What we were warned about but turned a blind eye to and did not expect in the Western world to this extent, happened: we found ourselves in the midst of a pandemic.
Social distancing, quarantine and hygienic practices are essential behavioural methods in such times to reduce spreading of the new virus and mortality. But these precautionary measures, whether imposed or consciously chosen to protect ourselves and the persons at risk against the coronavirus, could be challenging for us humans as we are social beings. They can be particularly tough to those who are prone to anxiety and depression.
Still, solitude should not mean loneliness and has also its positive sides. Here is some practical advice on how to cope with the challenges we may face during quarantine or a lockdown and what we can proactively do for our mental health. In the present distress, some of these things we used to take for granted might sink into oblivion.
- Follow recommendations for protecting yourself.
- Stop following every news on the virus. Read only serious, respected media, arrange a limited time for that and stick to it.
- Stay in touch with your loved ones and friends via telephone and virtual forms of communication.
- Avoid making major life decisions as far as possible. This is not the right time for that: too much unpredictability and uncertainty for the long-term future, too many emotions might mislead you and cause problems in the future.
- Clean up your home place: cleaning up your living space has an effect of cleaning up and sorting out your mind and soul. You could certainly find a wardrobe, a box or a bookshelf you’ve always wanted to sort out or rearrange but never got around to it. Now it’s a good time to do that.
- Exercise every day. Physical health plays a major role in maintaining good mental health. Exercise releases chemicals like endorphins and serotonin that improve your mood and reduce stress and the symptoms of anxiety and depression. You may try yoga (five simple but very effective exercises that activate your whole body – and mind: https://www.youtube.com/watch?v=71jaJu0dc98) or put on some rhythmic music and dance (simple movements that are fun and very effective, too: https://www.youtube.com/watch?v=1p1ubjp_VtA. For the fans of Latin music and dance among us, there is a wonderful way to dance alone, too: try salsa suelta, a solo form of Cuban salsa. It will not only bring in motion your whole body, but boost your energy, mood and zest for life. More on salsa suelta with a great video: http://www.mivida.com.au/portfolio/salsa-suelta/. As my research shows, dance improves health and wellbeing and is an effective stress coping mechanism.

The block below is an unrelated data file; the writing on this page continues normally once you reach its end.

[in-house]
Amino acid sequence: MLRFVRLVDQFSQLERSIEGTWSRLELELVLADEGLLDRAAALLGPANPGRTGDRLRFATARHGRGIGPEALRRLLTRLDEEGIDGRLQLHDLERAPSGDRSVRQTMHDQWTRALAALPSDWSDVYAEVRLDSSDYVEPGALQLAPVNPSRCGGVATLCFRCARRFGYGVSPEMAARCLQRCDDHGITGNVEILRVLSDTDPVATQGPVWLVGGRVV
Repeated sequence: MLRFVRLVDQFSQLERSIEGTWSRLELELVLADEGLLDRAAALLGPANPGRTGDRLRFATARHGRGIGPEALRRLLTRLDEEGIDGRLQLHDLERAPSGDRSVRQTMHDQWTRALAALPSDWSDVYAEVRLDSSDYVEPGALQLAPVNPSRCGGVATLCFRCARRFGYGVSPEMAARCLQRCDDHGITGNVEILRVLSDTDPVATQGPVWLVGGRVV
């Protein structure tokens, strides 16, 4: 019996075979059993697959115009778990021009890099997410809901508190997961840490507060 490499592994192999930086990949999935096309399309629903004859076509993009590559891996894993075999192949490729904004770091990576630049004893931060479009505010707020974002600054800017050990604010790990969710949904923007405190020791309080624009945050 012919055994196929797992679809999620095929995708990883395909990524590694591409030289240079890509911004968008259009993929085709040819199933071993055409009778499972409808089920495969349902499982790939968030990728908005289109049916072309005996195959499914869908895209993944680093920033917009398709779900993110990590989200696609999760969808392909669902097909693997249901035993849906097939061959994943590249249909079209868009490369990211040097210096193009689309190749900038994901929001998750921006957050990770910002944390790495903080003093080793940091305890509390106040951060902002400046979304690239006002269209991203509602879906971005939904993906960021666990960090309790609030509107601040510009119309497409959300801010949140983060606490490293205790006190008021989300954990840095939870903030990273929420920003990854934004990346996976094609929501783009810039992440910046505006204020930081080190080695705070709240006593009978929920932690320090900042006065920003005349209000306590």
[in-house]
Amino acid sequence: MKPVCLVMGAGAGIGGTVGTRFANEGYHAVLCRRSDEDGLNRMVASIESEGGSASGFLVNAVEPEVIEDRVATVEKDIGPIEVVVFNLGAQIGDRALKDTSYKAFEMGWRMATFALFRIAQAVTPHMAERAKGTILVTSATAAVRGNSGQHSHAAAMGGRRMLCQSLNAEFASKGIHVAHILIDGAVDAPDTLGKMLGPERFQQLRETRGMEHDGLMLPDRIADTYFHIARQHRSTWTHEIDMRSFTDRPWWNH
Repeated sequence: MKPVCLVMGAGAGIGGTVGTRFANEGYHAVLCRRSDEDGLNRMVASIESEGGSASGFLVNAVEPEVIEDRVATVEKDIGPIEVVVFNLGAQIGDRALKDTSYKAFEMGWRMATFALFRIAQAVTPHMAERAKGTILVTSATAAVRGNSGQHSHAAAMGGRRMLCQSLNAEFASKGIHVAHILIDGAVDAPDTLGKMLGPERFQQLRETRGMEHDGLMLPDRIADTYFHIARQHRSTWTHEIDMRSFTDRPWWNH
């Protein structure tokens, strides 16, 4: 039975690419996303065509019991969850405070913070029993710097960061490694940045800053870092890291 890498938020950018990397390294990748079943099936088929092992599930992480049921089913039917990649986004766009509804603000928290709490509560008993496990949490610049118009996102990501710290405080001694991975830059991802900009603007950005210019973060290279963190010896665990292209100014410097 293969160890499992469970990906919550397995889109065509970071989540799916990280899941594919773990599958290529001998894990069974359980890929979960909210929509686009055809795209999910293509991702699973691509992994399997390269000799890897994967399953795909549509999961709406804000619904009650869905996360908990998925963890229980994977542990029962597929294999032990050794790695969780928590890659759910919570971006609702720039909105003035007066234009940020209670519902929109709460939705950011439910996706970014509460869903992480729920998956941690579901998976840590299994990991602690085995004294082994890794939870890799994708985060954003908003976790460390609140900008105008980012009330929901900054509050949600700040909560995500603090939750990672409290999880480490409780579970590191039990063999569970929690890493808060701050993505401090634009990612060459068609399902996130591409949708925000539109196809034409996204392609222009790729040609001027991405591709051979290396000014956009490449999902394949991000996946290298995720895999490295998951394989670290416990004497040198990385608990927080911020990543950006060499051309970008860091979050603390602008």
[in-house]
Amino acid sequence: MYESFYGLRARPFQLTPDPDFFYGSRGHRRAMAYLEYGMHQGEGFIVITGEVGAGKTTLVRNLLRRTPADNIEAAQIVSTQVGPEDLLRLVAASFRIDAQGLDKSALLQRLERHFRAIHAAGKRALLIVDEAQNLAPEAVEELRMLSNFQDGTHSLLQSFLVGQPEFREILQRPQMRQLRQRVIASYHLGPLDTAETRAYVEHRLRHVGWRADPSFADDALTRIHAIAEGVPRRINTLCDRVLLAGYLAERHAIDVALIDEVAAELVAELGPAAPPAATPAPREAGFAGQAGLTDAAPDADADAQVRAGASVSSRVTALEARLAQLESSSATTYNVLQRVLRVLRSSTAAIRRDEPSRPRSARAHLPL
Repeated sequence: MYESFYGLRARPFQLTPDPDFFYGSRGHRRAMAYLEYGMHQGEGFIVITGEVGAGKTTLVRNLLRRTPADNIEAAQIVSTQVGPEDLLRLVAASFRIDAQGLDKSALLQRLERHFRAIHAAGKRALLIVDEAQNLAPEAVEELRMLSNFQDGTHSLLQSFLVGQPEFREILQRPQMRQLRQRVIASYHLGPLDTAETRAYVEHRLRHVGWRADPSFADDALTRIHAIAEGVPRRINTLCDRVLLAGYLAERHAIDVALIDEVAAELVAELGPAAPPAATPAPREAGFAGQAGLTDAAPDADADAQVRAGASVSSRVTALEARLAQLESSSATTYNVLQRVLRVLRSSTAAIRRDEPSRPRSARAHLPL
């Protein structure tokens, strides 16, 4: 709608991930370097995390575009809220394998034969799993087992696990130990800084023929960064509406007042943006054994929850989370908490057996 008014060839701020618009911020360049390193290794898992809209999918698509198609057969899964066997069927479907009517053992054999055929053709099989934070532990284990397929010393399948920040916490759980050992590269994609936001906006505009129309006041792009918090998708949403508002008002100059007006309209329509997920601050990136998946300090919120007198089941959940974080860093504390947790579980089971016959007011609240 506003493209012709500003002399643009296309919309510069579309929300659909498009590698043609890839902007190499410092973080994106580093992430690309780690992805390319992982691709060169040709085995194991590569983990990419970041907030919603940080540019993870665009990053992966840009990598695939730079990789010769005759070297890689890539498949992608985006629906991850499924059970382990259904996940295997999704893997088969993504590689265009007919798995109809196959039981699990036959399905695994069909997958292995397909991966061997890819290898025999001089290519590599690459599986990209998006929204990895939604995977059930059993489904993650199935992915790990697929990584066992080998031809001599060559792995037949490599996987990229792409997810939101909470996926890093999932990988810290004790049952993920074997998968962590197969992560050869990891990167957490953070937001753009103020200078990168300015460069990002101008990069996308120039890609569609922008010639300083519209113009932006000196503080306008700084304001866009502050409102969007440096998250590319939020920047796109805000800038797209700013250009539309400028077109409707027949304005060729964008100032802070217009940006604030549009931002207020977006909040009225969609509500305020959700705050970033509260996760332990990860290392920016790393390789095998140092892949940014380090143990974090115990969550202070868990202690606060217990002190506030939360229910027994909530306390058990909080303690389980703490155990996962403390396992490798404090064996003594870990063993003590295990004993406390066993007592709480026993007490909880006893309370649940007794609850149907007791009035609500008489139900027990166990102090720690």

- Try some further forms of creative arts, they are powerful in stress reduction. There is lots of evidence that making art significantly lowers stress-related hormone cortisol. Art-making is being experienced as relaxing, enjoyable, helpful for learning about new aspects of self, and freeing from constraints. As Picasso said: “Art washes away from the soul the dust of everyday life.” Besides dancing, it could be painting, drawing, playing piano or some other instrument. But also pottery, baking and knitting are very creative and relaxing activities that additionally involve tactile sensations, important in countering loneliness.
- If you have indoor plants, a balcony or a terrace, you might engage into some kind of gardening and reconcile with nature. Gardening has a positive effect on our mental health, which includes relaxation, positive feelings, staying in the present moment, coping with difficult emotions, and feeling in control. Spending some time in the sun boosts your vitamin D balance which is important for maintaining healthy bones.
- Keep a diary. Writing down your feelings and thoughts may help sort them out and calm down. You may even want to try poetry writing – you never know what hidden talents you may have.
- Try relaxation techniques like meditation, diaphragmatic breathing or progressive muscle relaxation: tightening an individual muscle group, holding it for a while and then relaxing it.
- As our mind and body are deeply interconnected, eat healthy: choose nutrition rich foods, especially those that strengthen your immune system. Food supplements like L-arginine and reishi mushroom would additionally boost your immune system.
- Get enough sleep. Good sleep is crucial for countering anxious and depressive mood and overall for good mental and physical health. Try to wake up and go to bed at more or less the same time and get at least 8 hours of sleep. Don’t look at your phone or tablet (which you are hopefully disinfecting regularly) at least an hour before going to bed, don’t read, listen or watch any news. Read a good, relaxing book instead. Make power naps in the afternoons.
- All that being said, maintain daily routine. Make a schedule and try to stick to it.
- But first and foremost – try to live in the moment and enjoy whatever you do, also if it’s just doing nothing. You don’t have to achieve anything nor prove yourself. You are ok as you are.
We are living in trying times, which to a considerable degree are brought about by ourselves. A number of researchers today think that it is actually humanity’s destruction of biodiversity that creates the conditions for new viruses and diseases such as Covid-19 to arise. Nobody knows when we’ll return to “normality” and what kind of “normality” it will be. But all things pass and this pandemic will pass, too, even if in the long term we most probably will often deal with the outbreaks of infectious diseases. Let’s take it as an opportunity to learn out of it and reflect. We took lots of things for granted and learn to appreciate and cherish them now. In our rush for achievement, we forgot to pay attention – to these small but important things, to our environment, to those around us, to ourselves.
Try to stay mindful, fully present in the here-and-now, and enjoy the silence. For this, too, will pass.
Natalia Braun, MSc Psych